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When Sonny Liston gave up his world heavyweight title to Cassius Clay while sitting on his stool, I couldn't believe it. A champion doesn't quit. I found myself making excuses in my own mind for the man who twice had knocked me out in one round.
"What must I be?" I kept thinking to myself. Soon afterward I learned that Clay, too, tried to quit earlier in the fight. At first I wouldn't believe that either. I thought it was just part of his play-acting, but I eventually became convinced that it was true. He had to be pushed out of his corner into the middle of the ring for the start of the fifth round by his trainer, Angelo Dundee.
"How can he wear the crown proudly?" I wondered. "What will people think of boxing now?"
Clay and Liston will be fighting again on November 16 in Boston for the title I twice held and was so proud of. People keep asking me who I think will win, and the only, answer I can think to give is another question:
"Who's going to quit first?"
This is a terrible thing, because the heavyweight title is the most important championship in all sports in every part of the world. It's bigger than the man who holds it. It means more than all the money it represents. There's a tremendous responsibility on the champion that Clay and Liston obviously don't understand—to themselves, to the sport and to the public, especially in these times of such great social changes in our country and in the way the people all over the world look at us.
It seems so ironic to me now when I remember how some people reacted when I agreed to meet Liston in 1962. He had a criminal background. Certainly, his past associations were not the best. Dr. Ralph Bunche and some officials of the N.A.A.C.P., of which I am a life member, thought that Liston should not have been given the chance to fight for the title. They felt that if he became the champion he could bring discredit to the Negroes' position. My feeling was that the title brings out the best in a man, and so many people in the Negro community had never been given the chance to rise above the surroundings into which they had been pushed.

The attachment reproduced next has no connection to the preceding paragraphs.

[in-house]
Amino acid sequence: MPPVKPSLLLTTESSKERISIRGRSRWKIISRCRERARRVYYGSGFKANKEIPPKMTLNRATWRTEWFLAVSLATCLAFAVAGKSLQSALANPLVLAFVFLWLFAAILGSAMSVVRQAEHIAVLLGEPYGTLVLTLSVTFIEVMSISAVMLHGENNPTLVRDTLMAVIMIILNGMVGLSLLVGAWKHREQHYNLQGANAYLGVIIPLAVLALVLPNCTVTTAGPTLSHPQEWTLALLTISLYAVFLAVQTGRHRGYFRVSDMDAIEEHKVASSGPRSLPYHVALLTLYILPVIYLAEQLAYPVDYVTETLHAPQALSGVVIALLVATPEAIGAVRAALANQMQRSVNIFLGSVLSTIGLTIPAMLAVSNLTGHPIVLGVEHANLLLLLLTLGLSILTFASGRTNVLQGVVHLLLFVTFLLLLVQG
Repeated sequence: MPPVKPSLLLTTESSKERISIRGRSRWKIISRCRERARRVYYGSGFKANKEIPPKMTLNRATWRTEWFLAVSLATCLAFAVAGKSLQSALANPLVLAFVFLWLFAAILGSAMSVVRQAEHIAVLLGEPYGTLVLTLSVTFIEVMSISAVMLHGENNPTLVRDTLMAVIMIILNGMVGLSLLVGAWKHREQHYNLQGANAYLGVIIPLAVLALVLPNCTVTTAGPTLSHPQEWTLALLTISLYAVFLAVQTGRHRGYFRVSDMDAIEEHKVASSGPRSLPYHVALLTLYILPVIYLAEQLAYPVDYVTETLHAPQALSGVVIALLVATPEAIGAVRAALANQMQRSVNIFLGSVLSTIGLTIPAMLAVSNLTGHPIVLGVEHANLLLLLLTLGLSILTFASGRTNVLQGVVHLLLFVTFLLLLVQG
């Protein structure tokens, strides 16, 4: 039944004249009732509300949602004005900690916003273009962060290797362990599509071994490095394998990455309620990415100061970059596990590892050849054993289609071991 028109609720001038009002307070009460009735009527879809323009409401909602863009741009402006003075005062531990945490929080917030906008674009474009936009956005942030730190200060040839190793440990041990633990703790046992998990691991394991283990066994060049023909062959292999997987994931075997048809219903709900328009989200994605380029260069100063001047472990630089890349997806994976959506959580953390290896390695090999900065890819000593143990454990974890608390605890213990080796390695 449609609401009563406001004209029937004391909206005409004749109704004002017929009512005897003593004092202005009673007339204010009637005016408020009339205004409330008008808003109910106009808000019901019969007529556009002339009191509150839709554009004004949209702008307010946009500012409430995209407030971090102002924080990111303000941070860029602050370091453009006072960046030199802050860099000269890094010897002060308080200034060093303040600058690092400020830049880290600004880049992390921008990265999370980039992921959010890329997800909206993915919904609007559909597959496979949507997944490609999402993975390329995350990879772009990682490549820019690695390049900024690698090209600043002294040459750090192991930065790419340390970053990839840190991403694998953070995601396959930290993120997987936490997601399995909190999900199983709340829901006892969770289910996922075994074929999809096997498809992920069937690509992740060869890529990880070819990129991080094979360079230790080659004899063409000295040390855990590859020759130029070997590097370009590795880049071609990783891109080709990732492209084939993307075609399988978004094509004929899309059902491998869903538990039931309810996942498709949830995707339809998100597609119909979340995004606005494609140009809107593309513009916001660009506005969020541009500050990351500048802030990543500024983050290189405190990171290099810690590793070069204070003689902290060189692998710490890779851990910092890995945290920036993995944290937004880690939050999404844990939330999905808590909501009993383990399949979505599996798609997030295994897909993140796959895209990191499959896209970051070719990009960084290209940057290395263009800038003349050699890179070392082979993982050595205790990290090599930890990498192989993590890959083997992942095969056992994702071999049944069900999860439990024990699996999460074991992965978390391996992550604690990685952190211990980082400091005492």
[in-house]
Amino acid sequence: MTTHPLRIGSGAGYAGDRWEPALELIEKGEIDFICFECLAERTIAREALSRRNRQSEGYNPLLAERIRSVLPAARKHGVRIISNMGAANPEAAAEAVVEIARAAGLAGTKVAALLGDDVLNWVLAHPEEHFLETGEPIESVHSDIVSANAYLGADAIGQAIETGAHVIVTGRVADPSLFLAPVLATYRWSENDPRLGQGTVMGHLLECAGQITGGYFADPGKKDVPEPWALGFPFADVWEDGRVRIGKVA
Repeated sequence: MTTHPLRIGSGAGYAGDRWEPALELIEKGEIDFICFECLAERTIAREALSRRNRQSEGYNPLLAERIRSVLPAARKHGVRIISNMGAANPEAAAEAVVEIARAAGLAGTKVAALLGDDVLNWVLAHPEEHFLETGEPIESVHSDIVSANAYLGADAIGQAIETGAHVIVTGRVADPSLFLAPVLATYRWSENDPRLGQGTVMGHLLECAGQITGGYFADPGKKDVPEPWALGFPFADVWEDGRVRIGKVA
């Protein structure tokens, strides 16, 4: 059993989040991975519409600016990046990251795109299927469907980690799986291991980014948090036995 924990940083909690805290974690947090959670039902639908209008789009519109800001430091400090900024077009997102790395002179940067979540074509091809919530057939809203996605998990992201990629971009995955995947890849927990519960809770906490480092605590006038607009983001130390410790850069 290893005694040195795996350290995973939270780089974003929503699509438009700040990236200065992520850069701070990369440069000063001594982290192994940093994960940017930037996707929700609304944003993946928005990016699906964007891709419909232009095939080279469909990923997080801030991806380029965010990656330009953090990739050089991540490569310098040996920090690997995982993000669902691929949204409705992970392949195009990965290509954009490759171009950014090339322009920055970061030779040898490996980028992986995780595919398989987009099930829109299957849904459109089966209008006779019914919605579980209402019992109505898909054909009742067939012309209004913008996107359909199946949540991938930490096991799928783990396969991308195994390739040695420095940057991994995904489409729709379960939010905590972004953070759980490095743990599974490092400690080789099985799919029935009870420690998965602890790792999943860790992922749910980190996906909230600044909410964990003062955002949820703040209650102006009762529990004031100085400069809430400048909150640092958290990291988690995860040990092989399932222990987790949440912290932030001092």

So now we have Clay, and he's practically turned the title over to the Black Muslims. Because of that I can't respect him as a champion or as a man. He has a right to believe what he believes, but harm has been done to the Negroes' cause and the way the rest of the world regards it by the one who calls himself Muhammad Ali. I don't deny him his rights. By the same token, I have mine.
I am a Negro and I'm proud to be one, but I'm also an American. I'm not so stupid that I don't know that Negroes don't have all the rights and privileges that all Americans should have. I know that someday we will get them. God made us all, and whatever He made is good. All people—white, black and yellow—are brothers and sisters. That will be acknowledged. It will just take time, but it will never come if we think the way the Black Muslims think.
They preach hate and separation instead of love and integration. They preach mistrust when there must be understanding. Clay is so young and has been so misled by the wrong people that he doesn't appreciate how far we have come and how much harm he has done by joining the Black Muslims. He might just as well have joined the Ku Klux Klan. One undemocratic organization is as bad as another. Put these two groups on a desert island and force them to live together and after a while you wouldn't be able to tell a Black Muslim from a white bed sheet.